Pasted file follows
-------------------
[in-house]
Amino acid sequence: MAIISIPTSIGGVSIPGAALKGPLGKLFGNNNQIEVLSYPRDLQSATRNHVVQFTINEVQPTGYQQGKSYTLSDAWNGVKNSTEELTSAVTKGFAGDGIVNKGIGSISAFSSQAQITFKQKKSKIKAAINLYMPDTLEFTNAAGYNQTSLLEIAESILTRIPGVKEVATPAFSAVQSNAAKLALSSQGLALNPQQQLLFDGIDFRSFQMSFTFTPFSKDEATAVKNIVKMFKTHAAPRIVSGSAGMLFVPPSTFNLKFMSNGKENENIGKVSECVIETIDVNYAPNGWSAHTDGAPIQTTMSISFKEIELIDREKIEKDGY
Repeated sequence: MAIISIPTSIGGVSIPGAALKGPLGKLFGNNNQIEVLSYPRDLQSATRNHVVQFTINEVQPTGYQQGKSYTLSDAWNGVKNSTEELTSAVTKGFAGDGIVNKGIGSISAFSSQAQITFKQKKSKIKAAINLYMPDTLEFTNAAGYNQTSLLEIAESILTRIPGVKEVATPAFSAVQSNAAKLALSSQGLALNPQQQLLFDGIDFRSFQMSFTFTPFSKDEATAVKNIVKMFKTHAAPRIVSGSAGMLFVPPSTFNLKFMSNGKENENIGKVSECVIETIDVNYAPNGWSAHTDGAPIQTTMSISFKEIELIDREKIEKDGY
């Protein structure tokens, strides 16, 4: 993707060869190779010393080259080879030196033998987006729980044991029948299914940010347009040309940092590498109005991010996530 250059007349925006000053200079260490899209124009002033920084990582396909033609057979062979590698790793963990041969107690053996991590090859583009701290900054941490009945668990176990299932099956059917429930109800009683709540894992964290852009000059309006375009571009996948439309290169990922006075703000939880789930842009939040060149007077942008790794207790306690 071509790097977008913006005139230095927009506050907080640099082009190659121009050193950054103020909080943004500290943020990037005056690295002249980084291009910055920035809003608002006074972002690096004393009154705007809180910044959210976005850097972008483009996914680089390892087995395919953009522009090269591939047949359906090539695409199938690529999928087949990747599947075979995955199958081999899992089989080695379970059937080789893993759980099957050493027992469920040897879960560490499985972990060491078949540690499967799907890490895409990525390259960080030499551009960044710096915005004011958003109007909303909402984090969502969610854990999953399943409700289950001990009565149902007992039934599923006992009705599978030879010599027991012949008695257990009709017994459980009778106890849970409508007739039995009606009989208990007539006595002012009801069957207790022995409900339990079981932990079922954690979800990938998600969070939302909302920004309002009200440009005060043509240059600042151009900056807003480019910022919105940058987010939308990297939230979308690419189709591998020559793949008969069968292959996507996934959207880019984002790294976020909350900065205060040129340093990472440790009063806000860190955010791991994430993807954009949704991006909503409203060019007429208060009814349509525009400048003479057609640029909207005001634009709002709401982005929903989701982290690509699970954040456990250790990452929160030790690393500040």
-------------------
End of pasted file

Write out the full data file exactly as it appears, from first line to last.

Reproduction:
[in-house]
Amino acid sequence: MAIISIPTSIGGVSIPGAALKGPLGKLFGNNNQIEVLSYPRDLQSATRNHVVQFTINEVQPTGYQQGKSYTLSDAWNGVKNSTEELTSAVTKGFAGDGIVNKGIGSISAFSSQAQITFKQKKSKIKAAINLYMPDTLEFTNAAGYNQTSLLEIAESILTRIPGVKEVATPAFSAVQSNAAKLALSSQGLALNPQQQLLFDGIDFRSFQMSFTFTPFSKDEATAVKNIVKMFKTHAAPRIVSGSAGMLFVPPSTFNLKFMSNGKENENIGKVSECVIETIDVNYAPNGWSAHTDGAPIQTTMSISFKEIELIDREKIEKDGY
Repeated sequence: MAIISIPTSIGGVSIPGAALKGPLGKLFGNNNQIEVLSYPRDLQSATRNHVVQFTINEVQPTGYQQGKSYTLSDAWNGVKNSTEELTSAVTKGFAGDGIVNKGIGSISAFSSQAQITFKQKKSKIKAAINLYMPDTLEFTNAAGYNQTSLLEIAESILTRIPGVKEVATPAFSAVQSNAAKLALSSQGLALNPQQQLLFDGIDFRSFQMSFTFTPFSKDEATAVKNIVKMFKTHAAPRIVSGSAGMLFVPPSTFNLKFMSNGKENENIGKVSECVIETIDVNYAPNGWSAHTDGAPIQTTMSISFKEIELIDREKIEKDGY
């Protein structure tokens, strides 16, 4: 993707060869190779010393080259080879030196033998987006729980044991029948299914940010347009040309940092590498109005991010996530 250059007349925006000053200079260490899209124009002033920084990582396909033609057979062979590698790793963990041969107690053996991590090859583009701290900054941490009945668990176990299932099956059917429930109800009683709540894992964290852009000059309006375009571009996948439309290169990922006075703000939880789930842009939040060149007077942008790794207790306690 071509790097977008913006005139230095927009506050907080640099082009190659121009050193950054103020909080943004500290943020990037005056690295002249980084291009910055920035809003608002006074972002690096004393009154705007809180910044959210976005850097972008483009996914680089390892087995395919953009522009090269591939047949359906090539695409199938690529999928087949990747599947075979995955199958081999899992089989080695379970059937080789893993759980099957050493027992469920040897879960560490499985972990060491078949540690499967799907890490895409990525390259960080030499551009960044710096915005004011958003109007909303909402984090969502969610854990999953399943409700289950001990009565149902007992039934599923006992009705599978030879010599027991012949008695257990009709017994459980009778106890849970409508007739039995009606009989208990007539006595002012009801069957207790022995409900339990079981932990079922954690979800990938998600969070939302909302920004309002009200440009005060043509240059600042151009900056807003480019910022919105940058987010939308990297939230979308690419189709591998020559793949008969069968292959996507996934959207880019984002790294976020909350900065205060040129340093990472440790009063806000860190955010791991994430993807954009949704991006909503409203060019007429208060009814349509525009400048003479057609640029909207005001634009709002709401982005929903989701982290690509699970954040456990250790990452929160030790690393500040």